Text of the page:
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British Consulate-General, Hong Kong

The British Consulate-General Hong Kong, located at 1 Supreme Court Road, Admiralty, Hong Kong Island, is one of the largest British Consulates-General in the world and is bigger than many British Embassies and High Commissions.[1] It is responsible for maintaining British ties with Hong Kong and Macau.[1]

British Consulate-General
Hong Kong
HK British Consulate Justice Drive 1.JPG
LocationHong Kong
Address1 Supreme Court Road,
Admiralty, Hong Kong Island
Coordinates22°16′34.25″N 114°9′53.7″E / 22.2761806°N 114.164917°E / 22.2761806; 114.164917Coordinates: 22°16′34.25″N 114°9′53.7″E / 22.2761806°N 114.164917°E / 22.2761806; 114.164917
Consul GeneralHE Andrew Heyn,
HM Consul-General Hong Kong
WebsiteBritish Consulate-General Hong Kong
British Consulate-General, Hong Kong
Traditional Chinese英國駐香港總領事館
Simplified Chinese英国驻香港总领事馆

Together with the Consulate General of the United States of America, Hong Kong and Macau, the Consulate General of Malaysia, and the Consulate General of the Republic of Indonesia, the British Consulate-General is among the few Consulates-General in Hong Kong to be housed in its own building.

Contents

RoleEdit

Due to Hong Kong's status as a Special Administrative Region of the People's Republic of China, the Consul-General in Hong Kong reports directly to the China Department of the Foreign and Commonwealth Office, instead of to the British Ambassador in Beijing, unlike Consuls-General in mainland China.[2] The Consulate-General in Hong Kong also serves Macau, with several diplomats accredited specifically to Macau.[3]

The British Consulate-General was also the Regional Passport Processing Centre, handling passport applications from British citizens resident elsewhere in Asia.[4]

Previously, it also processed applications received by the British Trade and Cultural Office (now called the British Office) in Taipei, Taiwan.[5] It also received registrations of marriages from British nationals in Taiwan, although there was no legal requirement for British nationals to do so.[6]

HistoryEdit

When Hong Kong was under British rule, the Governor represented the British government, as well as the British monarch as head of state. Matters relating to British nationality were handled by the Hong Kong Immigration Department.[7]

During the negotiations between Britain and China on the future of Hong Kong, the British proposed the establishment of a "British Commissioner" following transfer of sovereignty to China.[8] Some of the diplomatic representatives of Commonwealth countries in Hong Kong were already known as "Commissioners".[9] This was rejected by the Chinese as an attempt to make the future Hong Kong Special Administrative Region into a member or associated member of the Commonwealth.[8]

However, the United Kingdom's commercial interests were represented by the British Trade Commission.[10] The last Senior Trade Commissioner (1993-1997), Francis Cornish, became the first British Consul-General following the transfer of sovereignty to China, on 1 July 1997.[11]

The Consulate-General was designed by British architects Terry Farrell and Partners.[12] Opened by Princess Anne on 30 January 1997, it was a HK$290 million project, with the British Council in an adjoining building opened in December that year.[13]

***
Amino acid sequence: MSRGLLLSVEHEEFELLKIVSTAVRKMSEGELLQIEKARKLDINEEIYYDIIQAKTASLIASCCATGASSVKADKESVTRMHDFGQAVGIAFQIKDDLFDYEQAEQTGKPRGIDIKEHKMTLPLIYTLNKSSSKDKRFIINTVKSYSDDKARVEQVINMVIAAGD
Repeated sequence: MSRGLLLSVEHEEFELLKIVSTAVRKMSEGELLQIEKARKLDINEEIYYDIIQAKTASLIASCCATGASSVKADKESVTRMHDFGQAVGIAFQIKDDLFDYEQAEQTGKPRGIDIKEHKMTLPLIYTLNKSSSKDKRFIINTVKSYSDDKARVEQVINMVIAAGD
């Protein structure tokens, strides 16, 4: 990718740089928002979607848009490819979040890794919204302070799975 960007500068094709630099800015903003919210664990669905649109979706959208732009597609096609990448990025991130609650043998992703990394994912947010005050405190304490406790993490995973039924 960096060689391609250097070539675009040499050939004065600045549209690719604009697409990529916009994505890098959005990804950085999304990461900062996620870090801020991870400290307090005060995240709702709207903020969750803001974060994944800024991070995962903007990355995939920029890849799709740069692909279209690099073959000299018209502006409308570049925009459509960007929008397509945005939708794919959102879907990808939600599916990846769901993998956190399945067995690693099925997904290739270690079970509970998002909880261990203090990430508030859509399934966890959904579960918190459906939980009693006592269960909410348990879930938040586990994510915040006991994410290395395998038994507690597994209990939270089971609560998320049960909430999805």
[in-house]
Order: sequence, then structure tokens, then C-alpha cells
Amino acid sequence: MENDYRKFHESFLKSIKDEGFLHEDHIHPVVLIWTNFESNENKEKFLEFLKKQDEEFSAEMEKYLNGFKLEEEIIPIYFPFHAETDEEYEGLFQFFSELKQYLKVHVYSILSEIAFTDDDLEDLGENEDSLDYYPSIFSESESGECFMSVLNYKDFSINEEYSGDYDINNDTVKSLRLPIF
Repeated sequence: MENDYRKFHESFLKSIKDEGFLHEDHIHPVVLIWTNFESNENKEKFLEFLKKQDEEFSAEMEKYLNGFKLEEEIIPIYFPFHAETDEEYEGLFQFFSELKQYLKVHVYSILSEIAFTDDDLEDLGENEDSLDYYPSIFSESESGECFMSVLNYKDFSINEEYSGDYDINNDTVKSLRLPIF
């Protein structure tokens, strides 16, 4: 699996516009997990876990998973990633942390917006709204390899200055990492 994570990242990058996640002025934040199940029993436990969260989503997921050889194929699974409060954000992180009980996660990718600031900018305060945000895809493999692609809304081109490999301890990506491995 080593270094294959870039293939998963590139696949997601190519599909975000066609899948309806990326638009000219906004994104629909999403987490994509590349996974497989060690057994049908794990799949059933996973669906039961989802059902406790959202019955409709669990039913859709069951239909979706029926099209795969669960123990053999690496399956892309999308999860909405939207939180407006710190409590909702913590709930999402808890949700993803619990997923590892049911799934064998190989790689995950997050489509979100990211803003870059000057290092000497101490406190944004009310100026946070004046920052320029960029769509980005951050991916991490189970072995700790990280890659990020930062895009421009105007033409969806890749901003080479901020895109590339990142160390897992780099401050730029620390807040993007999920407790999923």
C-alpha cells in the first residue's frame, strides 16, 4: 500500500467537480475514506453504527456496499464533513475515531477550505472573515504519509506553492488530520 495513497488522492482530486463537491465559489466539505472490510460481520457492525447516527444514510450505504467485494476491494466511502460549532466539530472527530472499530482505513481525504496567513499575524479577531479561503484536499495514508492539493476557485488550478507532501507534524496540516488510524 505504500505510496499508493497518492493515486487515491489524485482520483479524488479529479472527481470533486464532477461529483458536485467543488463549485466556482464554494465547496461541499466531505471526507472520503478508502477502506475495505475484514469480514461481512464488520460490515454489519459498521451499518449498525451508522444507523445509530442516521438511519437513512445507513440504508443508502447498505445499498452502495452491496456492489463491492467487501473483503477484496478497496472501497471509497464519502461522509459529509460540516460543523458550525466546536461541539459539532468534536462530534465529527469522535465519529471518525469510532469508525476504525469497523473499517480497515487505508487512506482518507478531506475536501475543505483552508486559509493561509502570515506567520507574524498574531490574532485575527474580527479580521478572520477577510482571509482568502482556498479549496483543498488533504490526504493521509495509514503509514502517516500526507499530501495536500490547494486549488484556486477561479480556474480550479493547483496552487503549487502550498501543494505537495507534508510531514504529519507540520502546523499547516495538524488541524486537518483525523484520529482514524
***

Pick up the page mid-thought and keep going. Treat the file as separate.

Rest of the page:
The Consul-General has resided at rented flat at Opus Hong Kong since 2013.[14]

List of HM Consuls-GeneralEdit

List of HM Consuls-General in Hong Kong:

Name Tenure began Tenure ended Date of birth (and age)
when published
Francis Cornish
(zh)
1 July 1997 November 1997 (1942-05-18) 18 May 1942 (age 77)
Sir Andrew Burns
(zh)
November 1997 June 2000 (1943-07-21) 21 July 1943 (age 76)
Sir James Hodge
(zh)
June 2000 November 2003 (1943-12-24) 24 December 1943 (age 75)
Stephen Bradley
(zh)
November 2003 March 2008 (1958-04-04) 4 April 1958 (age 61)
Andrew Seaton
(zh)
March 2008 September 2012 (1954-04-20) 20 April 1954 (age 65)
Caroline Wilson[15]
(zh)
September 2012 September 2016
Andrew Heyn[16] September 2016

See alsoEdit

ReferencesEdit

  1. ^ a b Access, appointment only Please visit www gov uk/world/hong-kong or call +2901 3000; Times, Opening. "British Consulate General Hong Kong - GOV.UK". www.gov.uk.
  2. ^ The UK's relations with Hong Kong: 30 years after the Joint Declaration, Tenth Report of Session 2014–15, Foreign Affairs Select Committee, House of Commons, 6 March 2015, page 16 PDF
  3. ^ "British Embassy Macao". Foreign & Commonwealth Office. Retrieved 12 February 2016.
  4. ^ team, Central (9 November 2010). "Passport application changes for Brits living abroad". webarchive.nationalarchives.gov.uk.
  5. ^ "Our office in Taipei". webarchive.nationalarchives.gov.uk.
  6. ^ "Marriage in Taiwan". web.archive.org. 2 February 2009.
  7. ^ Hong Kong's New Constitutional Order: The Resumption of Chinese Sovereignty and the Basic Law, Yash Ghai, Hong Kong University Press, 1997, page 167
  8. ^ a b The Chinese government resumed exercise of sovereignty over Hong Kong, Ministry of Foreign Affairs, People's Republic of China
  9. ^ Hong Kong $ Directory, Local Printing Press, 1987, page 32
  10. ^ Hunting with the Tigers: Doing Business with Hong Kong, Indonesia, South Korea, Malaysia, the Philippines, Singapore, Taiwan, Thailand, and Vietnam, Claudia Cragg, Pfeiffer & Company, 1993, page 417
  11. ^ Chief Executive holds 'useful, cordial' talks with British Prime Minister, Government of Hong Kong, 22 October 1997
  12. ^ "Explore Architecture". www.architecture.com.
  13. ^ Francis Cornish, South China Morning Post, 31 January 1997
  14. ^ Britain's Hong Kong Consul General in £35 million flat, The Daily Telegraph, 9 June 2013
  15. ^ "Caroline Wilson CMG - GOV.UK". www.gov.uk.
  16. ^ "Change of Her Majesty's Consul General to Hong Kong and Macao – News articles". Government of the United Kingdom. Retrieved 2 September 2016.

External linksEdit